Devil facial tumor disease (DFTD) encompasses two independent transmissible cancers that have killed the majority of Tasmanian devils. The cancer cells are derived from Schwann cells and are spread between devils during biting, a common behavior during the mating season. The Centers for Disease Control and Prevention (CDC) defines a parasite as "An organism that lives on or in a host organism and gets its food from, or at, the expense of its host." Most cancers, including DFTD, live within a host organism and derive resources from its host, and consequently have parasitic-like features. Devil facial tumor disease is a transmissible cancer and, therefore, DFTD shares one additional feature common to most parasites. Through direct contact between devils, DFTD has spread throughout the devil population. However, unlike many parasites, the DFTD cancer cells have a simple lifecycle and do not have either independent, vector-borne, or quiescent phases. To facilitate a description of devil facial tumor disease, this review uses life cycles of parasites as an analogy.
View Article and Find Full Text PDF

Download full-text PDF

Source
http://dx.doi.org/10.3390/tropicalmed5020050DOI Listing
http://www.ncbi.nlm.nih.gov/pmc/articles/PMC7345153PMC
April 2020

Curse of the devil: molecular insights into the emergence of transmissible cancers in the Tasmanian devil (Sarcophilus harrisii).

Cell Mol Life Sci 2020 Jul 3;77(13):2507-2525. Epub 2020 Jan 3.

Menzies Institute for Medical Research, University of Tasmania, 17 Liverpool Street, Hobart, TAS, 7000, Australia.

The Tasmanian devil (Sarcophilus harrisii) is the only mammalian species known to be affected by multiple transmissible cancers. Devil facial tumours 1 and 2 (DFT1 and DFT2) are independent neoplastic cell lineages that produce large, disfiguring cancers known as devil facial tumour disease (DFTD). The long-term persistence of wild Tasmanian devils is threatened due to the ability of DFTD cells to propagate as contagious allografts and the high mortality rate of DFTD. Recent studies have demonstrated that both DFT1 and DFT2 cancers originated from founder cells of the Schwann cell lineage, an uncommon origin of malignant cancer in humans. This unprecedented finding has revealed a potential predisposition of Tasmanian devils to transmissible cancers of the Schwann cell lineage. In this review, we compare the molecular nature of human Schwann cells and nerve sheath tumours with DFT1 and DFT2 to gain insights into the emergence of transmissible cancers in the Tasmanian devil. We discuss a potential mechanism, whereby Schwann cell plasticity and frequent wounding in Tasmanian devils combine with an inherent cancer predisposition and low genetic diversity to give rise to transmissible Schwann cell cancers in devils on rare occasions.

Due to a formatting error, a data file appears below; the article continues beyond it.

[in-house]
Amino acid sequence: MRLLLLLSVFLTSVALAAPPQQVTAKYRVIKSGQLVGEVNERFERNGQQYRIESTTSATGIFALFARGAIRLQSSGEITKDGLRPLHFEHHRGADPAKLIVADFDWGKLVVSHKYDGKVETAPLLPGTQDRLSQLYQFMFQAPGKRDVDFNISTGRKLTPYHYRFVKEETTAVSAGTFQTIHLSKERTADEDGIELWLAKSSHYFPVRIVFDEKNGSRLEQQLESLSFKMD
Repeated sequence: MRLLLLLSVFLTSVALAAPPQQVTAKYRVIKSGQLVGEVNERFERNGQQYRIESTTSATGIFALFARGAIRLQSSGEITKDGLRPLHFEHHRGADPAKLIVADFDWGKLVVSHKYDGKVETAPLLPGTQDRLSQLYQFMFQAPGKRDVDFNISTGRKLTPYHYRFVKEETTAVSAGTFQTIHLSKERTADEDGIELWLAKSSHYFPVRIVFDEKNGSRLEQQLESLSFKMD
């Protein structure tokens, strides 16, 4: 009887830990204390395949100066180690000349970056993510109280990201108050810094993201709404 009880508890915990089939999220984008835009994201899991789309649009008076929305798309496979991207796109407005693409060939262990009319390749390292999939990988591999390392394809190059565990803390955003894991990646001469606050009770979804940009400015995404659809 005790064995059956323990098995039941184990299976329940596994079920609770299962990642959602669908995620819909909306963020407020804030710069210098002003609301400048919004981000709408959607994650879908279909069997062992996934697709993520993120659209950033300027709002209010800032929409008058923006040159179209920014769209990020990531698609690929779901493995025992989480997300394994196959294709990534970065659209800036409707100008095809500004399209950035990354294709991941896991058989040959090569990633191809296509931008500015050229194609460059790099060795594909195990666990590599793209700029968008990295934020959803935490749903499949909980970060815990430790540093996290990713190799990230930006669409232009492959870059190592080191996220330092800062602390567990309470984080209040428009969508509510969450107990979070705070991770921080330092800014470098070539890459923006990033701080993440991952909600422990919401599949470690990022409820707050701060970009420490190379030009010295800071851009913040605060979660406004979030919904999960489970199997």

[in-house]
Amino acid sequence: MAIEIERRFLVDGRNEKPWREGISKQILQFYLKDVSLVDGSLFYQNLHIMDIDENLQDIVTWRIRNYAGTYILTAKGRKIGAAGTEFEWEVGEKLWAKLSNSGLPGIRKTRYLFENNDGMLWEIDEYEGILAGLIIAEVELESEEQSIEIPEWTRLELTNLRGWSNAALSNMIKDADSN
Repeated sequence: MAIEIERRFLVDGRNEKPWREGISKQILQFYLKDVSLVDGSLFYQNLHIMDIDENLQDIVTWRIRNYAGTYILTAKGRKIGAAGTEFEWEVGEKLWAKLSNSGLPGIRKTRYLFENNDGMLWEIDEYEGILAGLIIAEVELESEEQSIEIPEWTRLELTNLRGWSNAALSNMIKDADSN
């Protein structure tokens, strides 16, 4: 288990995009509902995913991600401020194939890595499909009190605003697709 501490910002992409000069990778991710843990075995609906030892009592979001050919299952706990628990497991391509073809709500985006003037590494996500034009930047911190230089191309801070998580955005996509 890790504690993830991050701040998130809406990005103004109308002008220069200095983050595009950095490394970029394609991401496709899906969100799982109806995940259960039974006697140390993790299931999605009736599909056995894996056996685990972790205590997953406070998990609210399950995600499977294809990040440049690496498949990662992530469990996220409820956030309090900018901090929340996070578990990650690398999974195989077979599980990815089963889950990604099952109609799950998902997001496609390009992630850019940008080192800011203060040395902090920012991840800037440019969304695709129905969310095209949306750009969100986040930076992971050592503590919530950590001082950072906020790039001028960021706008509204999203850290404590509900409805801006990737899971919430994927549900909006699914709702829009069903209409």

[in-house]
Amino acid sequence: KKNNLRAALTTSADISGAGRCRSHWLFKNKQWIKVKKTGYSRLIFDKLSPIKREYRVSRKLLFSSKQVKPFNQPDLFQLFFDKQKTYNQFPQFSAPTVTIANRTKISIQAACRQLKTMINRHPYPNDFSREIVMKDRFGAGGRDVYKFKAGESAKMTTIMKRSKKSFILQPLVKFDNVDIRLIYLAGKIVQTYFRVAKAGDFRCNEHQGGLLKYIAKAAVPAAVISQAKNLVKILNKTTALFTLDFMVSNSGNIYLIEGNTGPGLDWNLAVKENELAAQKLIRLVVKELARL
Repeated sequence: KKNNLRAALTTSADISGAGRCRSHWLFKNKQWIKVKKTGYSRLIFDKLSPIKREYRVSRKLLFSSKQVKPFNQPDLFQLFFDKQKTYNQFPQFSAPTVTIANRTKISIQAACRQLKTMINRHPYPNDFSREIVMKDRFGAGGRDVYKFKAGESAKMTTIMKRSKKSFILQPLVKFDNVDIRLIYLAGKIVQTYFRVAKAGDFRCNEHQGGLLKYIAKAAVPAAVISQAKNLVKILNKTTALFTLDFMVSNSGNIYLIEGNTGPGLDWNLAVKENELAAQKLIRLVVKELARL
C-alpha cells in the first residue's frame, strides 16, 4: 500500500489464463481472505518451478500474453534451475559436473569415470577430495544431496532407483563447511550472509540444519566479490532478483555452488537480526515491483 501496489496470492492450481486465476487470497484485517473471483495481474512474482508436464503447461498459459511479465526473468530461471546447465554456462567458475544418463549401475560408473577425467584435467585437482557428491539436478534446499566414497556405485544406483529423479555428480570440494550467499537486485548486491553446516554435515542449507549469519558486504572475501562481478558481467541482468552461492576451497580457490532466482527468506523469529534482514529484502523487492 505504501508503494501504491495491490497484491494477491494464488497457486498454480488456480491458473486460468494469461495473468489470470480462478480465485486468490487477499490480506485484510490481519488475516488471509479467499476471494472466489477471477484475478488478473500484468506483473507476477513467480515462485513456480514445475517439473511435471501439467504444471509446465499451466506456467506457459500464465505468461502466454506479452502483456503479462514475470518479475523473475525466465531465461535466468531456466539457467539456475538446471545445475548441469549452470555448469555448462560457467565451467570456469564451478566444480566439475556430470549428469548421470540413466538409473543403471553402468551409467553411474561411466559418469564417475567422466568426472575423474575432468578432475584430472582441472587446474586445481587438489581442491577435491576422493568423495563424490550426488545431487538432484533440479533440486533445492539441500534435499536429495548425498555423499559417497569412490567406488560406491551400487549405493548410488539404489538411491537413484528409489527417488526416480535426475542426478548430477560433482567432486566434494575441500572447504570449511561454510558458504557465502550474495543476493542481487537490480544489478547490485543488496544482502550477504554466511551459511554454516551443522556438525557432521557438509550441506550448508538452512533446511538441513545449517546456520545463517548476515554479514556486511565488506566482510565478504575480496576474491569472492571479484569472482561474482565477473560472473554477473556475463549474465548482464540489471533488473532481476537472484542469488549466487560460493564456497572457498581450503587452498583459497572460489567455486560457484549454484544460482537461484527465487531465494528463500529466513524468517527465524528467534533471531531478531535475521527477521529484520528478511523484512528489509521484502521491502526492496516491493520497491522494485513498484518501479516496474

View Article and Find Full Text PDF

Download full-text PDF

Source
http://dx.doi.org/10.1007/s00018-019-03435-4DOI Listing
July 2020

Two of a kind: transmissible Schwann cell cancers in the endangered Tasmanian devil (Sarcophilus harrisii).

Cell Mol Life Sci 2020 May 2;77(9):1847-1858. Epub 2019 Aug 2.

Menzies Institute for Medical Research, University of Tasmania, 17 Liverpool Street, Hobart, TAS, 7000, Australia.